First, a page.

The submissions have made for uncomfortable reading for company executives. At Goldman Sachs’s sprawling moneymaking machine in Britain, women are paid an average of 56 percent less than men. Men outearn women by around 52 percent at easyJet, the country’s busiest discount airline. And at WPP, the British advertising giant, women take home, on average, around one-quarter less than their male counterparts.

Photo

Johan Lundgren, easyJet’s chief executive, is taking a 4.6 percent pay cut to match the salary of his female predecessor.CreditGeorges Gobet/Agence France-Presse — Getty Images

Still, at least in some cases, the requirement to publish the data has made an impact as big companies have scrambled to counter the fallout from embarrassing reports. EasyJet has said its male chief executive would take a 4.6 percent pay cut to match the salary of his female predecessor, and pledged to more than triple the proportion of its female pilots.

In other cases, a change in the pay culture has been pushed from the outside. At Mills & Reeve, a British law firm whose audit determined it was paying women an average of 32 percent less than men, a major impetus has come from big clients that have started to request more female representation among the firm’s attorneys.

“It’s increasingly something we’re asked for as part of tenders and pitches, to give details of our diversity,” said Claire Clarke, a managing partner.

Some efforts predate the new rules, but have come into focus because of the requirements. The British bank Barclays, for example, has sought to hire, and retain, more senior female executives by offering a new 12-week “internship” targeted at experienced women who are coming off a career break and introducing greater flexibility in existing jobs.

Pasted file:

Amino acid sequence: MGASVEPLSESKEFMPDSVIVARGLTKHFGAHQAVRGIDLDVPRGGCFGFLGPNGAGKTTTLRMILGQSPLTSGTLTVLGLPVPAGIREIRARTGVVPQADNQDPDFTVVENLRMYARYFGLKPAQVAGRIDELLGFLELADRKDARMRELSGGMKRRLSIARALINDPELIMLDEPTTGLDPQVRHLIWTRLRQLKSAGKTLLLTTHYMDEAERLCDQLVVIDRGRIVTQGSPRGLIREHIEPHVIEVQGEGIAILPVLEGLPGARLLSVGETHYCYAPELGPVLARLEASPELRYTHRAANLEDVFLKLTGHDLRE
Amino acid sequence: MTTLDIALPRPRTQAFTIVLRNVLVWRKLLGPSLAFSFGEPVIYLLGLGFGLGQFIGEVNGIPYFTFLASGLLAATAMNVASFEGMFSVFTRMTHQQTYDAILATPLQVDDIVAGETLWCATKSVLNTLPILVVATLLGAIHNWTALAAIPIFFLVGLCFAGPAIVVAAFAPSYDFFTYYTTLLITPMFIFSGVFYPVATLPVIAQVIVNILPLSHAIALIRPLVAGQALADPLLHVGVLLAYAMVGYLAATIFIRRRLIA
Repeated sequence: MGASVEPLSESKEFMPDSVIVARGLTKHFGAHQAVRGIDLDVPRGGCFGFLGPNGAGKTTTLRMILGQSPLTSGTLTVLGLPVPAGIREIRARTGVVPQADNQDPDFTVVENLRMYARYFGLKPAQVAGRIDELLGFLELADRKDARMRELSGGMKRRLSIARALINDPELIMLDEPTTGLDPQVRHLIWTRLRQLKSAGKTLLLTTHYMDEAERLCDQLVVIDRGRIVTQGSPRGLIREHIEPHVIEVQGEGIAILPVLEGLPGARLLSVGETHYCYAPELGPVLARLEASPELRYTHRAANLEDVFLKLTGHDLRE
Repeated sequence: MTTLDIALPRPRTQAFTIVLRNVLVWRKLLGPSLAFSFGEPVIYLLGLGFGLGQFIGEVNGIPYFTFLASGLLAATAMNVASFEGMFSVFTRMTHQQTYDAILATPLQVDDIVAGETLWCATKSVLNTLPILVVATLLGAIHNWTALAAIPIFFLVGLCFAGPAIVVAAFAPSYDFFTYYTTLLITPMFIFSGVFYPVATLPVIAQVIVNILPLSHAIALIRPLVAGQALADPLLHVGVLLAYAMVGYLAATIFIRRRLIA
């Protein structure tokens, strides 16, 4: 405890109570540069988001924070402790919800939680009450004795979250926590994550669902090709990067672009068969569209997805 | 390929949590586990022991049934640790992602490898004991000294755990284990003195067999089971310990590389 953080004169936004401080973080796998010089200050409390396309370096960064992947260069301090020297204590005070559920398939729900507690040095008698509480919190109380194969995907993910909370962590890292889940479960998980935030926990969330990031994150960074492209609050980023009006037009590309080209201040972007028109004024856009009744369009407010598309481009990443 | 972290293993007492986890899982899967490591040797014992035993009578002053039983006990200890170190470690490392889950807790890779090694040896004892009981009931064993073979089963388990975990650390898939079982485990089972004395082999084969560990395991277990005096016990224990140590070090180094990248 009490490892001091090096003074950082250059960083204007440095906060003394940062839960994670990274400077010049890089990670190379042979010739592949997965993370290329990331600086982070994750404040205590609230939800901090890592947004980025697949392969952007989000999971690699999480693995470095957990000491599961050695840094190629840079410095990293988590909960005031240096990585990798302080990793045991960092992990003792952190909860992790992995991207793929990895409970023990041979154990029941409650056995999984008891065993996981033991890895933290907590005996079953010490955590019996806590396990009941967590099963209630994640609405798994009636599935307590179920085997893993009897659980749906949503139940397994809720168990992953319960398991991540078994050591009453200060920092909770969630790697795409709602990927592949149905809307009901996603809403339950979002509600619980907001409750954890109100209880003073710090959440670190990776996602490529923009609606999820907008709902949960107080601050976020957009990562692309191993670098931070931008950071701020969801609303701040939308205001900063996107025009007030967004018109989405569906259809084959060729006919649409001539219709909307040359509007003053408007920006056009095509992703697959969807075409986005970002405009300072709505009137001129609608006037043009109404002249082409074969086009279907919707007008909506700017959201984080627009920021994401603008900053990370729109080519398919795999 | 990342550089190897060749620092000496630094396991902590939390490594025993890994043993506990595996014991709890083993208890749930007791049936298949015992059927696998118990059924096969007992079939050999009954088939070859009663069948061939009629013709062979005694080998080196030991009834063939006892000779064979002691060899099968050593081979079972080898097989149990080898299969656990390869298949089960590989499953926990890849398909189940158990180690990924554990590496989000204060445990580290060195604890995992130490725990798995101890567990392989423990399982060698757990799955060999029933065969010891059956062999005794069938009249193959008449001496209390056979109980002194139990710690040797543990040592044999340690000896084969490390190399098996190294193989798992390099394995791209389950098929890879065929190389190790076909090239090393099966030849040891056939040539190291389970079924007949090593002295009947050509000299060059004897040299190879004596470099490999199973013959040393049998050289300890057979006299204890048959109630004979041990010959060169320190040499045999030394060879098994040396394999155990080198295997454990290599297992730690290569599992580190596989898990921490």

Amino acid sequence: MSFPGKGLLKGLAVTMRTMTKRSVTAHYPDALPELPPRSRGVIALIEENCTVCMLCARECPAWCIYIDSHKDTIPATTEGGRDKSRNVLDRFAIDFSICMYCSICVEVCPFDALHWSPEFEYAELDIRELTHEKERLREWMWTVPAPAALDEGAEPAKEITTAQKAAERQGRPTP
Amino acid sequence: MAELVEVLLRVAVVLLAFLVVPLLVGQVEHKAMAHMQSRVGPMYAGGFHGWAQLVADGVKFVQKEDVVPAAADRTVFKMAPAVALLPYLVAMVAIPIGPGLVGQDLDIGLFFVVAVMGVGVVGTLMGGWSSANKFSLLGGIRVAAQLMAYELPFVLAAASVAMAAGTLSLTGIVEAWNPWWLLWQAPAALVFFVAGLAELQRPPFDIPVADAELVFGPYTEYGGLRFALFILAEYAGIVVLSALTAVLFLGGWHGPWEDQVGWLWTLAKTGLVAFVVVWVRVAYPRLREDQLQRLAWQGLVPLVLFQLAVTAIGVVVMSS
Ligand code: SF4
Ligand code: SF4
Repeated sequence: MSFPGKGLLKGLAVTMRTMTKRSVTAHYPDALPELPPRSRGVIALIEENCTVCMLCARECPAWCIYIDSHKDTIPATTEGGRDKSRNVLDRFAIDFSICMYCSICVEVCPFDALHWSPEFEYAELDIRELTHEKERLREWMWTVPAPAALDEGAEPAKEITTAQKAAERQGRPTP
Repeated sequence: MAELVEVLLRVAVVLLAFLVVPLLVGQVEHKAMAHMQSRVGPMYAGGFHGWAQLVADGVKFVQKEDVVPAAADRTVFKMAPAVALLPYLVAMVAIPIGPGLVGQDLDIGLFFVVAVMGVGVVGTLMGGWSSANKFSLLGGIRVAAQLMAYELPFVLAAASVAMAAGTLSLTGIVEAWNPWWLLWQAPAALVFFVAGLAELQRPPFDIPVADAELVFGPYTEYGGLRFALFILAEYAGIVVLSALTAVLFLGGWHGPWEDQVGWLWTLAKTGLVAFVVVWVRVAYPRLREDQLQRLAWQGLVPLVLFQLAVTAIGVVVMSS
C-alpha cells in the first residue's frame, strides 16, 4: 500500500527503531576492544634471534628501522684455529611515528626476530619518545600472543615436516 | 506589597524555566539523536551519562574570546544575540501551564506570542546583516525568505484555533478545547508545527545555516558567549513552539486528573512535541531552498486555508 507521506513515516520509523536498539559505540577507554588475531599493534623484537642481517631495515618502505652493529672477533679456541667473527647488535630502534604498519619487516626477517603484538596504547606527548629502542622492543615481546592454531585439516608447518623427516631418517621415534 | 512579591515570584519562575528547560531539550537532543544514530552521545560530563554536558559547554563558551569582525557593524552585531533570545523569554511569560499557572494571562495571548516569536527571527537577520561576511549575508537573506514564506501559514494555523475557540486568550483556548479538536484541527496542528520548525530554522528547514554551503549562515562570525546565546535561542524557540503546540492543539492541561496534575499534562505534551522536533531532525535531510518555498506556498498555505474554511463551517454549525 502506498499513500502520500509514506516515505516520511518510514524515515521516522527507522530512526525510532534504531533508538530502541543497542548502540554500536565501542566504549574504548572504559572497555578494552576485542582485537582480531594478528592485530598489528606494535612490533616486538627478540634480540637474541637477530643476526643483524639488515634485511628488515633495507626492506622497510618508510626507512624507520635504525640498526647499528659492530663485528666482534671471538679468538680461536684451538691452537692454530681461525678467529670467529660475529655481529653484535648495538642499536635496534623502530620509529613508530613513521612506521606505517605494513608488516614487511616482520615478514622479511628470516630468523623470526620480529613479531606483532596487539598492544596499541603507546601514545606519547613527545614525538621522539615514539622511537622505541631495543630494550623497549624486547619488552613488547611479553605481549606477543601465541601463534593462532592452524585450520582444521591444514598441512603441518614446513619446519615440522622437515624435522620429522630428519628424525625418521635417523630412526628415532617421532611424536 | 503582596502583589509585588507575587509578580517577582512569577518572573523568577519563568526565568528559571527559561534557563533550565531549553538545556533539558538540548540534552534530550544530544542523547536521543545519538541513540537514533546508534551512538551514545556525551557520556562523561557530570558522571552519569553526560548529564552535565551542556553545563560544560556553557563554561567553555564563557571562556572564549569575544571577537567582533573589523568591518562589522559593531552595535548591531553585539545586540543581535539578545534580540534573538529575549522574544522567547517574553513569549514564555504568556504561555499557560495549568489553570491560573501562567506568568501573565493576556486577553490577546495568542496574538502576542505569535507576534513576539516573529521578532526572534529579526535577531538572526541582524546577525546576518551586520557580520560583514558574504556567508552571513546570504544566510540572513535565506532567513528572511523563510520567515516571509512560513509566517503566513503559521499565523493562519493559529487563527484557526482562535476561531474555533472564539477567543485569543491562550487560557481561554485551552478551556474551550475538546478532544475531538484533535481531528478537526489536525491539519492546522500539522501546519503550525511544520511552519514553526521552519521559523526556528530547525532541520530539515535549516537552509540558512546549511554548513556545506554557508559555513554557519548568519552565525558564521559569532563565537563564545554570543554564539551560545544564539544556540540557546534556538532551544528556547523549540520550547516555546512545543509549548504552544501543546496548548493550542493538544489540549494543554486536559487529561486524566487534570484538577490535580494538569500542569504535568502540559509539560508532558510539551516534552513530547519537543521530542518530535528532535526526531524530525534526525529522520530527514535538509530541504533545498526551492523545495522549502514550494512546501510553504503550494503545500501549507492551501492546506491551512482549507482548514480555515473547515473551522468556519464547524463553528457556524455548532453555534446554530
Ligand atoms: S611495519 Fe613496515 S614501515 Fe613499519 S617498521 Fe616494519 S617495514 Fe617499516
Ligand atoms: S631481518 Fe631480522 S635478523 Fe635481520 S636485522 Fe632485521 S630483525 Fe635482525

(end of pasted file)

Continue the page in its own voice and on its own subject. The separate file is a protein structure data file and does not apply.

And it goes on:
Supporters of the British regulations acknowledge that transparency alone won’t solve the problem. But without it, companies and regulators in countries seeking to enforce equal pay laws would have scant evidence that a gap existed — and face less pressure to address it. Jake Rosenfeld and Patrick Denice, sociologists at Washington University, found in a study that salary transparency raised wages, in part because “even being cognizant of gender pay disparity” helped change norms.

Such is the case in Iceland. The country has gone further than any other, becoming the first to require employers to submit to external audits to prove they are paying women on a par with men. The thinking was that unless equal pay laws were applied more forcefully, the imbalance might never close.

Iceland’s government has vowed to completely close the nation’s gender pay gap by 2022, after women walked out of their jobs en masse in protest on a chilly afternoon in October 2016.

NewYorkTimes>

AfDB sets $200m to aid farmers 600,000 African farmers

economy, International Finance, Politics

adeshna

Akinwumi Adesina, President, African Development Bank Photo: AfDB

The African Development Bank’s (AfDB) has signed a $200 million Soft Commodity Finance Facility agreement with the Export Trading Group.

According to a statement from the bank on Thursday, the facility, which will benefit 17 African countries, comes as part of its strong commitment to promote agriculture in Africa.

The AfDB said the facility was structured to run as two successive loans of $100 million each with a tenor of up to two years.